There’s no doubt smartphones are revolutionizing journalism and a lot of traditional tools of the trade are now passe.
A survey released in July found that many consumers are using their smartphones and tablets to replace “older” technology, like alarm clocks, GPS devices, and digital cameras. Newsrooms have also felt this shift, to the point where it seems odd when a reporter comes to a meeting not tapping away on a Blackberry or iPhone.
Tape recorders, point-and-shoot digital cameras and newspapers are downright archaic in the dim light emanating from an iPhone screen. There are some tools, however, that every reporter should have in their toolkit, regardless of smartphones. Here are five that buck the trend and remain irreplaceable.
Pad of paper and a pen
Always carry a pad of paper and a pen (or two) with you when you’re out on a story. Yes, your smartphone can record interviews for later transcription and does have some sort of keyboard for typing.
That won’t matter when you’re covering the trial of the century in a court house that doesn’t allow electronic devices in the building. Or when your iPhone’s battery dies at an inopportune moment, say in the middle of an important interview.
A reporter’s notebook and a pen will never be obsolete, no matter how many cool apps you can download for your smartphone. You may have to bribe the intern to decipher your handwriting, but when you’re in a fix, these two items will never disappoint.
No doubt about it, smartphones make reporting a lot easier. A lot of documents can be accessed on your phone’s WiFi. Trying to reach the mayor? Text his spokesperson. And forget carrying around a huge camera bag. But when news breaks, you still have to physically go to where the story is. And you’ll want to wear comfortable shoes.
When you’ve been covering a standoff between a bank robber and the police for the last four hours, four-inch heels won’t be doing you any favors. They may make you look slightly more professional but when your feet are covered in blisters, that’ll be the last thing on your mind. Instead of getting the scoop on the story, you’ll be using your phone to Google the nearest shoe store.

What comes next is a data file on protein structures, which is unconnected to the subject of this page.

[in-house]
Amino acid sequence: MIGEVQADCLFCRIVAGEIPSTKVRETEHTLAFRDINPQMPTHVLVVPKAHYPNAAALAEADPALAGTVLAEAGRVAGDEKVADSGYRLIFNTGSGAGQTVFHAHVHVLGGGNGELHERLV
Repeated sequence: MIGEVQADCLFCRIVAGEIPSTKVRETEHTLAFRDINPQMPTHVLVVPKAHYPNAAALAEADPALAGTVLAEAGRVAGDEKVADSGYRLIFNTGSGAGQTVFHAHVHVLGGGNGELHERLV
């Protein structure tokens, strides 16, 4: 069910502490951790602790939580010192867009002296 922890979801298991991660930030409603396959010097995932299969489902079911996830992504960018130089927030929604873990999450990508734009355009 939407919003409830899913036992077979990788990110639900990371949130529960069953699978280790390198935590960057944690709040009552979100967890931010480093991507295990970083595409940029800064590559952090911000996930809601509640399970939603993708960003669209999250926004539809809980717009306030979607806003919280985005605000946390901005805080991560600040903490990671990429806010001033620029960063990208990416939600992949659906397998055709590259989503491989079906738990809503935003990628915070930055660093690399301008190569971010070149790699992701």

A good editor
Smartphones are meant to connect you with others. In addition to being a phone, you can access Twitter, Facebook, and email on your device. They can spellcheck your documents and emails.
But they don’t replace having an editor. No app or smartphone can bounce around story ideas with you, suggest a different lede, or go to bat for you against angry readers the way a good editor will.
Sometimes, there’s just no way around needing physical copies of documents. Yes, office printers/copy machines are slow, clunky and seem to stop working at exactly the wrong time. But your sources, such as governmental offices, may not be the most tech-savvy and have digital copies they can email you. The only way to get that death certificate or court filing is to print or copy it.
A strong cup of coffee
Thanks to the Internet and social networking sites, news is breaking all the time. It doesn’t matter how much sleep you did or didn’t get — your story needs to be accurate and posted online, 5 minutes ago.
Whether it’s meeting an early morning deadline or staying up to cover an election, a cup of coffee will, most likely, be your best friend.
What are some other tools you use that a smartphone can’t replace? Tell us in the comments section below or let me know on Twitter at @elanazak.
- The CIR Is On It: Telling the Story of Solitary Confinement for Teens Over, and Over, and Over Again
- Gearing Up For SXSWi: How to Organize Your Online Presence With RebelMouse
- Digital Publishing Gets A Little Smarter (and Better Looking) With Matter's 2nd Round of Startups
- Vidahlia Press, Pubsoft Partner Up for Prison Writing Contest